Horrible Stories from Ray, Part 1

Ray is my nearest homeless neighbor, who I sometimes bring food and talk to. Ray tells me lots of stories (and has given me permission to share them here), but today was the most horrifying. To explain why, I have to explain a hierarchy of badness.

First are the stories of things people do for other reasons that happen to hurt him, like the street cleaning chemicals. No one is trying to hurt him, it’s just that they want the other thing more than they want him not hurt, or haven’t thought of him at all.

Second are the spontaneously malicious. His tent has been destroyed repeatedly. People fuck up his stuff a lot. Obviously this is terrible, but at least it’s running on id.

What he told me tonight are stories from the third category, the planned malicious. For example, someone gave him a bag of fried prawns, and mixed in fried feeder mice. That means the someone, somewhere, went and bought mice (or maybe had them around for their snake), went through the trouble to deep fry them, spent money on prawns, mixed them in, and then went looking for someone to accept them. Another person sliced up raw chicken to imitate sashimi and gave it to him in udon.  How terrible a person do you have to be to not, at any point in that process, stop and decide not to? Planned evil is so much worse than spontaneous evil.

5 thoughts on “Horrible Stories from Ray, Part 1”

  1. Having spent some time talking to homeless people, I default to taking their stories with a grain of salt. I’d consider alternate explanations for some of these. Perhaps someone gave Ray expired sashimi and he tasted it and thought it was raw chicken. If the story is true as he told it, maybe a restaurant owner didn’t like Ray hanging around outside their restaurant and was trying to get him to go away, e.g. by making him sick.

    In my experience, street people tend to be confident in their stories and explanations, even those that seem quite implausible. Sometimes they don’t even have a sense for why I would find their stories surprising. (“McDonald’s stores your laptop so you can use it whenever you go there? Really?”)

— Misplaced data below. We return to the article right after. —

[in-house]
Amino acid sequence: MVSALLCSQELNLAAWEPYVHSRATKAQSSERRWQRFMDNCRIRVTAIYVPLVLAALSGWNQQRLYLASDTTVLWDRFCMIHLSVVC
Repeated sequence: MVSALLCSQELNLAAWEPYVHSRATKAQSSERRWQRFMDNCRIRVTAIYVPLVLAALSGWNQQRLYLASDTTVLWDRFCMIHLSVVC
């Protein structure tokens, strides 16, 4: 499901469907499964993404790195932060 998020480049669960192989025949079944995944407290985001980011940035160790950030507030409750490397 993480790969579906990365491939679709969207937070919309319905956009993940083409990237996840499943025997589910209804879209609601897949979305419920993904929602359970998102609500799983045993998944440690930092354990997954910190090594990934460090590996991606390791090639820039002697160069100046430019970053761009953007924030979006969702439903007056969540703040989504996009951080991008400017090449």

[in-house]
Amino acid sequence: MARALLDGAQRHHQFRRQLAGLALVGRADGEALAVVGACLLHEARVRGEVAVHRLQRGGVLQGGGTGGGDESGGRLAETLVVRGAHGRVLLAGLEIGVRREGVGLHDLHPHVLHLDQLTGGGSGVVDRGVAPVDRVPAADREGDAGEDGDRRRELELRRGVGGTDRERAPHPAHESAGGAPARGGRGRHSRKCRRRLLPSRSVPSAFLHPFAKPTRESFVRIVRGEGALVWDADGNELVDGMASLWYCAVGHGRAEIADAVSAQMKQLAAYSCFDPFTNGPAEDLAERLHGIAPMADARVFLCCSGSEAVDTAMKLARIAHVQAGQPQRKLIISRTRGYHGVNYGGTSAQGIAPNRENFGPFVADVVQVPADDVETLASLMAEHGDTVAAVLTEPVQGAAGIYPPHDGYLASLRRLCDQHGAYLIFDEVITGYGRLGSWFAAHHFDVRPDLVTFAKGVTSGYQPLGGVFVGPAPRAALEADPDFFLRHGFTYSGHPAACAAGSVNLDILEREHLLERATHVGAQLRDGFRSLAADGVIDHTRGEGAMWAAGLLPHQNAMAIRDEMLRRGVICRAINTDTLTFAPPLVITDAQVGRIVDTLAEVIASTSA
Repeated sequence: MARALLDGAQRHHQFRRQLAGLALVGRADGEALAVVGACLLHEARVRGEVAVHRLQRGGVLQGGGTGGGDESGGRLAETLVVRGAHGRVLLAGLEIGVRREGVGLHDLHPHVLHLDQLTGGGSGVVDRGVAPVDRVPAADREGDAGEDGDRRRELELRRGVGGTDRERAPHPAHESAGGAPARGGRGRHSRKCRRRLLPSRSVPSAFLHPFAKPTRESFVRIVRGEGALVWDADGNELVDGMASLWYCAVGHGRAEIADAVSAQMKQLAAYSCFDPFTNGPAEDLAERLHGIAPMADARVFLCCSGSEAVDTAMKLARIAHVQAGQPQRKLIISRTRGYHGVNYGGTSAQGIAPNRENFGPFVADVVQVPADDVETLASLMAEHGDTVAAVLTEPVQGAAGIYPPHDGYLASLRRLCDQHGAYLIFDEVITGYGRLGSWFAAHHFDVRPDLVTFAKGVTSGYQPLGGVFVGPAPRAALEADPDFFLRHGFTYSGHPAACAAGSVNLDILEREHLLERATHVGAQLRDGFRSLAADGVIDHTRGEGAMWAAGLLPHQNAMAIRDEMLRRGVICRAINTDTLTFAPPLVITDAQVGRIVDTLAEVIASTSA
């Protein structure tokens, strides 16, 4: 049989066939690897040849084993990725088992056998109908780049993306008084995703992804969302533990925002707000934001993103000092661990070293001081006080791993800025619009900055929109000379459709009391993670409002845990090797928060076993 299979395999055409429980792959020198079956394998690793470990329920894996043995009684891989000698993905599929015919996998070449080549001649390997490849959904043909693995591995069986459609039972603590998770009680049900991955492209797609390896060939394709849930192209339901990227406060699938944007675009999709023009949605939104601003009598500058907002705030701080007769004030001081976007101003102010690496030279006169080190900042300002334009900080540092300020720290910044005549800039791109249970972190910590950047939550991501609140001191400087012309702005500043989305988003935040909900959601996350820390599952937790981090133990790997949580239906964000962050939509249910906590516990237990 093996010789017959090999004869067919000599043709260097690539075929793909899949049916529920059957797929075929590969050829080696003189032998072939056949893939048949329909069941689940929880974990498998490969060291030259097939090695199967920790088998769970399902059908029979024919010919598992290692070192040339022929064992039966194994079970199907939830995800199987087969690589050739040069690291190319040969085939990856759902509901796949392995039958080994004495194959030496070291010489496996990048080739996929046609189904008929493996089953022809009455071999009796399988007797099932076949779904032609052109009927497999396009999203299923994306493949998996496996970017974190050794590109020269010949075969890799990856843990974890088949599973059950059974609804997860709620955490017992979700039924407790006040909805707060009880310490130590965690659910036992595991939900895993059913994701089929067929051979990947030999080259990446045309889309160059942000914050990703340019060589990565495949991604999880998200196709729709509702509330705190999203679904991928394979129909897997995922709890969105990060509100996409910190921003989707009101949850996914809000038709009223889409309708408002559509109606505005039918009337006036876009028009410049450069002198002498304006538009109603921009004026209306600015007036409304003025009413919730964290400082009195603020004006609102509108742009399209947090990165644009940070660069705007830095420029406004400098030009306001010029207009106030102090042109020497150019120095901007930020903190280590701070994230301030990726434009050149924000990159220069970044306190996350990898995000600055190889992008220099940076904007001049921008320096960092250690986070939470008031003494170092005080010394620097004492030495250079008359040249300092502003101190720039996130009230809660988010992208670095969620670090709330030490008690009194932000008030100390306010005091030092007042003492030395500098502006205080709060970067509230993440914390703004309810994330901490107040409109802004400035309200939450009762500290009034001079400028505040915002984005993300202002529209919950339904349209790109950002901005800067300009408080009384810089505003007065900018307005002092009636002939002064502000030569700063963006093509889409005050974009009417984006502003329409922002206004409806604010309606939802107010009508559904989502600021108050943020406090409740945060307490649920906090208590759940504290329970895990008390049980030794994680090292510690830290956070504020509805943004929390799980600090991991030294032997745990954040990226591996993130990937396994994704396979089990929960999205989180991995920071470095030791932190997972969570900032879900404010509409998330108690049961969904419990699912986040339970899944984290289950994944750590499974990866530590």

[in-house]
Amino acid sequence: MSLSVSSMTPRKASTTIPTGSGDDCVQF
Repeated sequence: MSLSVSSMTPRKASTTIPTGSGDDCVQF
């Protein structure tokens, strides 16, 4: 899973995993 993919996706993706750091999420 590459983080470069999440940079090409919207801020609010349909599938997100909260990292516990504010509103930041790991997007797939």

One street person confidently told me that a lady in a shelter who kept repeating the same phrase over and over was part of a government plot.

    Another claimed to be an ex-academic who had solved an important open problem, but his solution had never been recognized by his colleagues. I would guess there were elements of truth to his story, but also some delusions of grandeur. He also suggested that he had learned some kind of spooky extradimensional information while on drugs, but acknowledge that the involvement of drugs meant the info was “deniable”. I got the impression that he was deliberately describing his experience in a mysterious way to get me asking questions about it.

    Maybe street life interprets uncertainty as a sign of weakness. Or maybe mental health is a high leverage intervention here. Probably moreso for the long-term homeless, or people who are homeless in areas where housing costs are low.

    1. It’s worth generalizing this point beyond homeless people: upper-middle-class people with jobs, houses, &c. might also be deeply confused and overconfident about the true causal explanations for some of their experiences. Psychology is about invalidating people’s identities, but you want to apply your skepticism of people’s narratives fairly (in accordance with all the evidence you have), not just against people who are lower-status than you.